Operation Greylord bribery case leads to judicial reform

The bright light of a winter morning filters through the courtroom's large, yellowing shades and bounces off young, impassive faces. It shoots between heavy wood benches and settles eventually on the grimy floor and walls. The roar of a Chicago ``el'' train puts a temporary halt to whispered conversations. At 9:42 a.m. a white-shirted deputy sheriff shouts out: ``All rise.'' Judge Abishi Cunningham mounts the bench.

This is Branch 40, a misdemeanor court, a lowly cog in a huge bureaucracy known as Cook County Circuit Court. With 400 judges and some 20,000 lawyers, the system is the largest of its kind in the world. But in the past decade, its distinction has come not from its size but from revelations of judicial corruption.

Nine years into Operation Greylord, one of the longest and most extensive federal undercover investigations, the results of the probe are becoming clear: Greylord is producing the strongest impetus for reform of the system.

In Branch 40 there is no taint of scandal. The court handles misdemeanors, and in the first 41 minutes, Judge Cunningham has called 36 cases involving everything from loitering to prostitution. The pace is numbing. In a few months, the newly appointed Cunningham hopes to move on to a better position. Even here, though, the impact of Greylord is felt.

Greylord has focused ``a lot more attention on the judiciary,'' he says. ``Since November I think I've attended three conferences on ethics.''

Greylord itself is the stuff of novels: lawyers bribing judges, judges fixing cases, FBI agents posing as criminals and crooked attorneys to secretly record conversations. In the narrowest sense, the probe has succeeded, says assistant US attorney Daniel Reidy. ``You have to bring enough pressure that it makes it more difficult to do [funny] business. That's the deterrent impact we hope to convey.''

For example, of the 57 people indicted in Greylord, more than two-thirds have pleaded guilty or been convicted. Seven judges have received prison sentences and more indictments are expected.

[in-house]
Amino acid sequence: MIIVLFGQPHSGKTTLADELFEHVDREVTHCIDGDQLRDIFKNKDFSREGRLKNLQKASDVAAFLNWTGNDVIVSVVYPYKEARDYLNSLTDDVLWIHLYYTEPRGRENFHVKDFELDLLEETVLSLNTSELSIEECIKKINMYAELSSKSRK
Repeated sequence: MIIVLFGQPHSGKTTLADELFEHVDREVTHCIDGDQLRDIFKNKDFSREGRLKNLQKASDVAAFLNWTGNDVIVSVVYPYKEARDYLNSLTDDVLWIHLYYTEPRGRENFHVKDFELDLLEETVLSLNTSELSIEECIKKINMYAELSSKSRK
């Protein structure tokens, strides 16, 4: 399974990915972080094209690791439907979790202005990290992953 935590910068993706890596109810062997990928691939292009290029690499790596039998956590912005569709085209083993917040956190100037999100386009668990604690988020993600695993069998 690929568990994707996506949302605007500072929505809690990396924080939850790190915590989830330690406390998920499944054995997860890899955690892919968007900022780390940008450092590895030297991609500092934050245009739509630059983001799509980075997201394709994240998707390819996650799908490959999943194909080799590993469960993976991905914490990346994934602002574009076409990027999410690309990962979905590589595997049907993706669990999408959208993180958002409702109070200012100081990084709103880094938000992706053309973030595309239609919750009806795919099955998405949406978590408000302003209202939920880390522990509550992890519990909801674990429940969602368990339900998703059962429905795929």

More generally, Greylord's impact has been mixed, lawyers and judges say. ``I think there have been some positive effects, kind of like a hurricane coming along,'' says Jerold Solovy, a lawyer and head of a special commission to investigate the causes and effects of Greylord. ``You rebuild the houses better the second time around.''

Adds Circuit Court Judge Brian L. Crowe: ``To a certain extent, it's created a lot more paranoia.''

Hustling of clients by lawyers seems to be on the decline. Cook County Court Watchers Inc., a citizens' watchdog group, has found that more courts are beginning on time and working a full day.

``It's the judge that makes the difference,'' says Juanita Jarard of Court Watchers. On this morning, she is observing the proceedings in Branch 40, specifically how the court treats the public. Many of the defendants don't show up for the proceedings. One woman initially refuses to be fingerprinted on religious grounds, until the judge gently reassures her that the ink can be washed off.

Court observers and Greylord prosecutors admit that the investigation probably has not rooted out corruption in the system. On the other hand, much of Cook County Circuit Court was scandal-free to begin with. ``I look upon this as an aberrational thing rather than a systemic thing,'' says Judge Crowe, who testified in one Greylord case that he refused money that was stuffed in his pocket.

Greylord has boosted public scrutiny, which is producing significant court reform efforts. This week Illinois Gov. James Thompson announced that a new 17-member task force would look into changing the state's method of picking judges. Currently Illinois elects its judges, which forces them to rely on political parties and politicians to get elected, says Frederick J. Sperling, president of the public-interest bar association called the Chicago Council of Lawyers.

Reformers like Mr. Sperling say judges should be picked, rather than elected, a process called merit selection that is currently in place in 35 other states.

``Merit selection is no panacea,'' says Rob Warden, editor of the Chicago Lawyer. But ``anything that shakes up the system would be positive.''

One of the more troubling aspects of the Greylord investigation is how few people stepped forward to volunteer their knowledge of corruption. ``Everyone heard rumors,'' Cunningham says, but never enough to accuse someone of corruption.

``It takes a great deal of courage to step forward,'' says US assistant attorney Reidy. ``There are a great number of people within the system that will excoriate you.''

Some Greylord participants suggest that public apathy about the courts was another factor in the corruption. ``I believe the public does care and feels betrayed,'' Sperling counters. ``We have an opportunity. Whether or not we've turned the corner today ... the jury's still out on that question.''

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